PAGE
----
3.8. Study Characteristics

This systematic review aimed to analyze surgical interventions for symptomatic esophageal hiatal hernias in older Japanese patients and to explore treatment outcomes. We identified 22 references, and 25 case reports were included in the final analysis.

4. Discussion

In this systematic review, we aimed to analyze surgical interventions for older Japanese patients with symptomatic esophageal hiatal hernia and to explore treatment outcomes. We identified 22 references, and 25 case reports were included in the final analysis.
Previous studies [37] reported 5.4–17% mortality rates for emergency surgery, and an average mortality rate of 1.38% (0–5.2%) for laparoscopic standby surgery. Although the mean age of patients in this study was particularly high at 81.4 years, the average time to postoperative discharge was 26.47 days, and no cases of perioperative death were reported. We found a standby surgery mortality rate of 0%, which is better than that reported in a previous study (1.38%) [37]. Postoperative prognosis was good for patients who had undergone surgery, even those who were at a more advanced age. Previous studies showed strong correlation between ageism, and physical and psychological risks in older adults [11,12,13,38]. This supports the possibility that multiple factors contribute to the prognosis of older adults, and that age is not the only relevant biological factor. The mean CCI of the 22 patients who could be considered for CCI in this study was 4.54; the relative risk of death after 10 years was 4.40 for CCI4, and 6.38 for CCI5 rather than CCI0. However, one drawback of CCI is that activities of daily living (ADL) are is not taken into account. ADL is a prognostic factor among the elderly, and an association between walking speed and survival was reported [39]. In this study, most of the case reports did not describe ADL, and the lack of information on ADL is a limitation of this study. It is crucial to determine the indication for surgery by considering ADL and the patient’s intention, even if the patient is at high risk because of predictors such as CCI. Consideration of prognostic factors and appropriate interventions may improve the prognosis of older patients with esophageal hiatal hernias. Clinicians also need to be aware of the unconscious bias of ageism.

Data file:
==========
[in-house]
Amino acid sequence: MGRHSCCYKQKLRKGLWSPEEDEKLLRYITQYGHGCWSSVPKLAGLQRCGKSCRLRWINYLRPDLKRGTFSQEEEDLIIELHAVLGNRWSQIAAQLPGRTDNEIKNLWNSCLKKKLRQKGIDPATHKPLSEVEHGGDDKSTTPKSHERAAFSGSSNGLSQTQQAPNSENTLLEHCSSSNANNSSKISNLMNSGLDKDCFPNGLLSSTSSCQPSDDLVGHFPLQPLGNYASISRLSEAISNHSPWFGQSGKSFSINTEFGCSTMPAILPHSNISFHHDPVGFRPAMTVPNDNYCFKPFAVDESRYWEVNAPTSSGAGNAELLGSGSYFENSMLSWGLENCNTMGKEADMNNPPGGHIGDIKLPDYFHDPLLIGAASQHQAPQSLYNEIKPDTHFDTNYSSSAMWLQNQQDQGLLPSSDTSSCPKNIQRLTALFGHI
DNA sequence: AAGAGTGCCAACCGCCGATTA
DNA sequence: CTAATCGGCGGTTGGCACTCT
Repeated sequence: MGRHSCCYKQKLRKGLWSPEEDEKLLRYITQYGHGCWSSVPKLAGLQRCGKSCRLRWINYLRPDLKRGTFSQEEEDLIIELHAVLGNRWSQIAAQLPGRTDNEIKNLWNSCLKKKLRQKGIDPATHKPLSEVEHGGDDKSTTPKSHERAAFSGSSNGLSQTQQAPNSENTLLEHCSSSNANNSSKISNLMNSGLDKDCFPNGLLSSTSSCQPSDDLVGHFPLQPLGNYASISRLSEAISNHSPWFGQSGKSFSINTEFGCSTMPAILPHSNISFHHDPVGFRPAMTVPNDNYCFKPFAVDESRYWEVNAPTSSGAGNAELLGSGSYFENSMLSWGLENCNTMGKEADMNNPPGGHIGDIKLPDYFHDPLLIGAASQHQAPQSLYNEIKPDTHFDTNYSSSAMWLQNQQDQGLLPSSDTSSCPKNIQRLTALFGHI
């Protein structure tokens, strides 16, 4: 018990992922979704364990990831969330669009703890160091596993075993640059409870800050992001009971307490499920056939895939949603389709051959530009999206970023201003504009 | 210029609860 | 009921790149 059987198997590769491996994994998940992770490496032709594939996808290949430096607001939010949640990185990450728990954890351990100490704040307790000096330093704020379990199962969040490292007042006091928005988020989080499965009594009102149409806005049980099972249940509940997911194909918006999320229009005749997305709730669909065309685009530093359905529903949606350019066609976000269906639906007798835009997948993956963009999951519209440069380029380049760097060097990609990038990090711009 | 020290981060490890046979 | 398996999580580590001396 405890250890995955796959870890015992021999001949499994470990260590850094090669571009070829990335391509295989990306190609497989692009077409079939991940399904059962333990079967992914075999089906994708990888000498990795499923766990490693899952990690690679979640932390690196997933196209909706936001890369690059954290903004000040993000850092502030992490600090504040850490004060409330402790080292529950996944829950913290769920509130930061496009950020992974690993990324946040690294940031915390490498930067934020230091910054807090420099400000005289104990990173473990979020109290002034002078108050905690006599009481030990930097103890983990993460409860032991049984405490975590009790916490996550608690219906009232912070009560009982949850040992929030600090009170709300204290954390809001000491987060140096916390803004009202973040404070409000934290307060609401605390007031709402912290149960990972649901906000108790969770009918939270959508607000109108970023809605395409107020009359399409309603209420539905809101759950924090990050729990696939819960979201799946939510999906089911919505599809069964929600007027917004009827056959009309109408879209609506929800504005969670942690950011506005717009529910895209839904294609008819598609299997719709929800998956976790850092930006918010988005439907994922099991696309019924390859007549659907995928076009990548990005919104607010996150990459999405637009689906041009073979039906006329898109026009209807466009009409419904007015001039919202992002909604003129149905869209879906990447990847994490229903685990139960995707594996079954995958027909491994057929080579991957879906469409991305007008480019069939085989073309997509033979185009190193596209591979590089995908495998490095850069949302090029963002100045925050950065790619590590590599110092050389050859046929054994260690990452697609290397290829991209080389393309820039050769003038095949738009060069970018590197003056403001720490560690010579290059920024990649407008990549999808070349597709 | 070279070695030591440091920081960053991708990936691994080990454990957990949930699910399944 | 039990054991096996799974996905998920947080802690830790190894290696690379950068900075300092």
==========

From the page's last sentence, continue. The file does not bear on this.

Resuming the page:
In this study, 92% of the patients were women. Their reasons for undergoing surgery were dyspnea, vomiting, orbital pain, difficulty in food intake, and other complications such as repeated aspiration pneumonia and the exacerbation of reflux esophagitis. Types III and IV accounted for most of the hernia cases. Statistically, esophageal hiatal hernia is more common in men across all age groups [1]; however, in this study, most patients were women. The reason for this discrepancy may be that types III and IV esophageal hiatal hernias increase with age in women owing to postmenopausal osteoporosis-associated gibbus deformity and habitual or deformed posterior lumbar curvature [1].